“For example,” he said, “we understand that the Iowa Department of Revenue contracted with Transworld Inc. – a well-known private national collection company – to collect the debt on behalf of the State of Iowa. Transworld’s business may or may not include some role in collecting the same legal debt that was at any time collected by Linebarger. To the extent that there may be similar issues in the future – with Transworld or any other private sector contractor collecting debt on behalf of the state – we hope this case will create some sense of responsibility and respect for laws that have governed the private sector. debt collectors for 50 years.
Kornya noted that the lawsuit against Linebarger was not about unpaid fines and penalties, but about indigent defense costs. The consequences faced by poor people who do not pay their attorneys’ fees are far greater than those faced by wealthy people who hire a private lawyer, he said. People in poverty who owe indigent defense costs can have their criminal cases denied, have their tax refunds offset, and – as the Linebarger lawsuit alleges – they can face threats driving license revocation or even imprisonment.
Kornya also noted that while 45 states charge some sort of fee for indigent defense, Iowa is different in that the fee represents the actual cost of defense. Most states impose a cap that translates to much lower fees, he said.
Additionally, he said, a person in Iowa is charged for the defense of the indigent whether they win or lose their case, and many people are charged those fees even in non-criminal cases.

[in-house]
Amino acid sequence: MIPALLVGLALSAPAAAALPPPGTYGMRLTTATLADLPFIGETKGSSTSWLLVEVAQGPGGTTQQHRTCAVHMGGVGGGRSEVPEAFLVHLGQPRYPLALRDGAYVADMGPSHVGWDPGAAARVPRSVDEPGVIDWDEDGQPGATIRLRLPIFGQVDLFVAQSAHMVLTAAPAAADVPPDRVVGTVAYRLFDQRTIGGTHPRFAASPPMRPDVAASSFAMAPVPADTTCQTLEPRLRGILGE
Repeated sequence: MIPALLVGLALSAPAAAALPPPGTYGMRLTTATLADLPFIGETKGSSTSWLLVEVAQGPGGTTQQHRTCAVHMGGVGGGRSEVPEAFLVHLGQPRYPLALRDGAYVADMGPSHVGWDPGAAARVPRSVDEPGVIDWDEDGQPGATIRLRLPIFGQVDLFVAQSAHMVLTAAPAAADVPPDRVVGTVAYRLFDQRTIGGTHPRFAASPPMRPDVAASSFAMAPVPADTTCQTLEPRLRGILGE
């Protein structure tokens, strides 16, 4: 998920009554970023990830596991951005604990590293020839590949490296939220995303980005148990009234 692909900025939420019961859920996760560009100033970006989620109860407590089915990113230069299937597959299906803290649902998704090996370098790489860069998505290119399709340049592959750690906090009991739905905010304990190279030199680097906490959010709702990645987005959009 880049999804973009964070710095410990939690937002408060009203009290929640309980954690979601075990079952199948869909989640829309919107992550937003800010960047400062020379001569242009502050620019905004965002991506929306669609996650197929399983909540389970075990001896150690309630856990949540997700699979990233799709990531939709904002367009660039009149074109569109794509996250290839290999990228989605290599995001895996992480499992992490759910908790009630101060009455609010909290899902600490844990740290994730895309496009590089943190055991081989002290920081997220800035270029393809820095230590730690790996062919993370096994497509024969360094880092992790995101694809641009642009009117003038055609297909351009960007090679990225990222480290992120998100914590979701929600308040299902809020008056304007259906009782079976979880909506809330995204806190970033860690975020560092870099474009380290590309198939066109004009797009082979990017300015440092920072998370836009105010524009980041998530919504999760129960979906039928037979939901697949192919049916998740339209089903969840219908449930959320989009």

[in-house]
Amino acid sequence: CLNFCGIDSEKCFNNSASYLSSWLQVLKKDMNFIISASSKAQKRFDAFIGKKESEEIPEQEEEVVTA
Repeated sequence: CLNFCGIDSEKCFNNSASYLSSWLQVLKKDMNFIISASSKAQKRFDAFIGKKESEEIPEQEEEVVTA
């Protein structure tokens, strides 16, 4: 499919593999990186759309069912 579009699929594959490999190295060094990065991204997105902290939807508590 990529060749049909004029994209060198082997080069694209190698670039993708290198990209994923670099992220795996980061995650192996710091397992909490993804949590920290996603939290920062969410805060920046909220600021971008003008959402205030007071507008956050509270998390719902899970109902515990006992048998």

A spokesperson for the Iowa Judiciary Branch declined to comment on Friday.
The battle over attorney fees continues
In the ongoing litigation over attorney fees in the Linebarger lawsuit, the Linebarger firm accused Iowa Legal Aid and its co-attorney of “running the meter” in terms of expenses and said it “is right for the court to reflect”. whether the lawsuit was filed for the benefit of plaintiffs or for “the financial benefit of plaintiffs’ counsel”.
Kornya said Friday that Iowa Legal Aid and its partners in the case had more clients than they could handle and there was no need to direct more “case” to their way.
“We serve approximately 14,000 Iowans each year, free of charge, on civil legal matters that deal with access to the necessities of life,” he said. The lawsuit, he added, was aimed at reducing “the number of people in crisis who come through our doors, who cannot meet the necessities of life because they are the subject of unjustified threats and without legal basis. imprisonment, license revocation and other penalties”.
With at least 2,300 government customers nationwide, Linebarger reportedly collects more than $1 billion in government debt each year, but has come under scrutiny for its debt collection tactics and been accused of having threatened debtors with arrest and imprisonment.
Iowa Capital Dispatch is part of States Newsroom, a grant-supported network of news outlets and a coalition of donors as a 501c(3) public charity. Iowa Capital Dispatch maintains editorial independence. Contact Managing Editor Kathie Obradovich with questions: [email protected] Follow Iowa Capital Dispatch on Facebook and Twitter.